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8. Harold learned from a poultry book that 5 square feet of floor space should be provided in the poultry house for each hen. His mother's poultry house measured 15 feet by 10 feet. How many hens should be kept in a house of that size?
9. Mr. Morgan is building a garage. He wishes to order tar paper to cover it. Each side of the roof measures 16' by 9'. How many “squares” of roofing will he need to order?
A square of roofing equals 100 square feet.
10. Henry's father asked him to find the number of cords in a pile of cord wood 18 feet long, 4 feet high and 4 feet wide. How many cords were there in the pile? (See page 150.)
11. In some parts of our country a cord is considered to be a rick of wood 8 feet long, 4 feet high and 16 inches wide (stove length). This cord is what part of a regular cord?
12. Arthur's father bought 5 cords of wood of stove wood length (see Problem 11). Arthur ricked it in the wood shed into 3 ricks 8 feet long and 62 feet high. Did his father get full measure?
13. Mr. Hanson sold a car load of 95 hog at an average weight of 235 pounds at $14.50 per cwt. How much did the carload of hogs weigh in cwt.? How much did he receive for them?
14. When cheese is selling at 40 cents a pound, what is the price per ounce? What is the cost of 1 pound 13 ounces?
15. A coal company delivered 3 loads to a customer, the weights being 3850, 4050 and 3950 pounds. How many tons were there in the three loads? How much did it cost at $12.50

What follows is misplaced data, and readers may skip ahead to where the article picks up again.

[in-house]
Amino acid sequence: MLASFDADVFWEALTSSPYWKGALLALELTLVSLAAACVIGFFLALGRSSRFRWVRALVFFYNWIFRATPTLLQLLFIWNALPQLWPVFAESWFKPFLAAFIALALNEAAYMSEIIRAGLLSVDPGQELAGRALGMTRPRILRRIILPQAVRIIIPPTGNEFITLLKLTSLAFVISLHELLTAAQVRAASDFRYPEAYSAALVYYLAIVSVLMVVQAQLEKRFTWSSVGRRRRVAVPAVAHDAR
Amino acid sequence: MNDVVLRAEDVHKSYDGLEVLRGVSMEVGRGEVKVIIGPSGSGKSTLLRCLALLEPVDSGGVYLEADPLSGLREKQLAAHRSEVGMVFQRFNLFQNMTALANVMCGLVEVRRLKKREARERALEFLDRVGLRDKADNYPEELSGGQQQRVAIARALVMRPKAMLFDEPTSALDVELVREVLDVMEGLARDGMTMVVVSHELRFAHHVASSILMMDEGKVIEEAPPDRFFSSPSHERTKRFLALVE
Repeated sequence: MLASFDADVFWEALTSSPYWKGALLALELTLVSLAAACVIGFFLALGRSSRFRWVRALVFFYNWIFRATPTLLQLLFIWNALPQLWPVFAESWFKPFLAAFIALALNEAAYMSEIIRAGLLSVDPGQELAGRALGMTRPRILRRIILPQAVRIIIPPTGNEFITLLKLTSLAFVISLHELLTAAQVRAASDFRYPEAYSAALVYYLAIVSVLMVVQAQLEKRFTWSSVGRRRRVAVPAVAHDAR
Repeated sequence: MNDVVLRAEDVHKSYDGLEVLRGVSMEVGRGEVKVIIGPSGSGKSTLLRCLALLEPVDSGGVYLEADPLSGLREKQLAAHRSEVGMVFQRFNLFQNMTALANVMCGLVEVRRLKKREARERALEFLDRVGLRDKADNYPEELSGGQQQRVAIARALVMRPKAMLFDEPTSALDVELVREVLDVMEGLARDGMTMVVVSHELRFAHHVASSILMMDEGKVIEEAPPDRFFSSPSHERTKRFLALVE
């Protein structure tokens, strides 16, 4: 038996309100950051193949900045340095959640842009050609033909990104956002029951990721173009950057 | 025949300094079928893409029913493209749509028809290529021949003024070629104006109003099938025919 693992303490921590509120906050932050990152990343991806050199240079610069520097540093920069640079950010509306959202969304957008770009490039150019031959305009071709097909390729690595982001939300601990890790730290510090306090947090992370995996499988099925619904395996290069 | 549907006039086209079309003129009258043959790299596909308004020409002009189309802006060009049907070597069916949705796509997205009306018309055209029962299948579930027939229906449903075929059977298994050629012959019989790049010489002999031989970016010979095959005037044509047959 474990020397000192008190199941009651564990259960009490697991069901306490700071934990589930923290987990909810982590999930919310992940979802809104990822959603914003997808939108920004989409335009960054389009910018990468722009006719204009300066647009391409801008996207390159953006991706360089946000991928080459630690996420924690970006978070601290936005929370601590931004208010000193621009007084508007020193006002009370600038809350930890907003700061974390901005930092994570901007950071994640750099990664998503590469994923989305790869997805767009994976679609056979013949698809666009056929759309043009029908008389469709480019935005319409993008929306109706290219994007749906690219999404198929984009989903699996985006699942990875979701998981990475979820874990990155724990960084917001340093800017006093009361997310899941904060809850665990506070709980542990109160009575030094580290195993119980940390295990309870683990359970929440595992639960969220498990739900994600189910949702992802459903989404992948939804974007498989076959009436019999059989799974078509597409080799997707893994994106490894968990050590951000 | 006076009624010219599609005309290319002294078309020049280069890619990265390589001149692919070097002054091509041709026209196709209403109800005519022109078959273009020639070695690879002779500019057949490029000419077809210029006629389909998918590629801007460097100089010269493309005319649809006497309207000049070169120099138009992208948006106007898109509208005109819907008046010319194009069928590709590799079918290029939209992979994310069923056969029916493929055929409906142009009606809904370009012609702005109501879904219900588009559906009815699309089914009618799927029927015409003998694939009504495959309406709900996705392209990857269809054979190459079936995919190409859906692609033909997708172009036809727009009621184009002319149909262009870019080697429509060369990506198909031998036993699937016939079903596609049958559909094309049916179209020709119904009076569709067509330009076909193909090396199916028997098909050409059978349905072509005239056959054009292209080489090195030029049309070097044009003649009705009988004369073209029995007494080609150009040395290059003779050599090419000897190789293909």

16. If candy is quoted at 5 ounces for 10 cents, what is the cost per pound at that rate?
17. How many loads (cubic yards) are there in an excavation 31 feet long, 27 feet wide and 4.5 feet deep?
18. A coal bin is 7 feet long, 6 feet wide and 5 feet high. How many cubic feet in this bin?
How many tons of hard coal will it hold, allowing 36 cubic feet per ton?
19. George and Margaret's study is 12 feet long, 11 feet wide and 8 feet high. How many cubic feet of space does it contain? Is that enough space for both of them, allowing 500 cubic feet for each person?
20. A mow full of hay in a barn is 30 feet long, 15 feet wide and 12 feet deep. How many cubic feet of hay are there in the mow? How many tons are there, allowing 512 cubic feet per ton?
21. A wagon full of coal weighed 5050 pounds. After the coal was unloaded, the empty wagon weighed 1150 pounds. How many tons of coal were on the wagon? How much was this coal worth at $7.25 per ton?
22. A bin is 16 feet long, 8 feet wide and 4 feet deep. How many bushels of wheat will it hold, allowing 14 cubic feet per bushel?
23. A pile of wood in a lumber yard is 40 feet long, 6 feet high and 4 feet wide. How many cords of wood does it contain?
24. A grocer shipped 25 cases of eggs to a commission firm. How many
dozen eggs were there in the 25 cases? 153.) How much did he receive for the eggs at 41 cents a dozen?
26. How many pounds of seed corn will be required to plant a field 80 rods by 42 rods at the rate of 8 pounds per acre? How many bushels? (A bushel of shelled corn weighs 56 pounds).
Courtesy International Harvester Co. The above illustration shows a rural canning club at work under the direction of experts. The members of this club are training themselves to be efficient in the home by learning to reduce the high cost of foodstuffs.
Efficiency in any line of work requires both knowledge of how to do the work and skill in the necessary operations. These pupils are not only acquiring skill in the process of canning fruits and vegetables, but they are also computing the cost of each can and, by comparison with the retail prices in stores, they are able to estimate the amount saved in this way.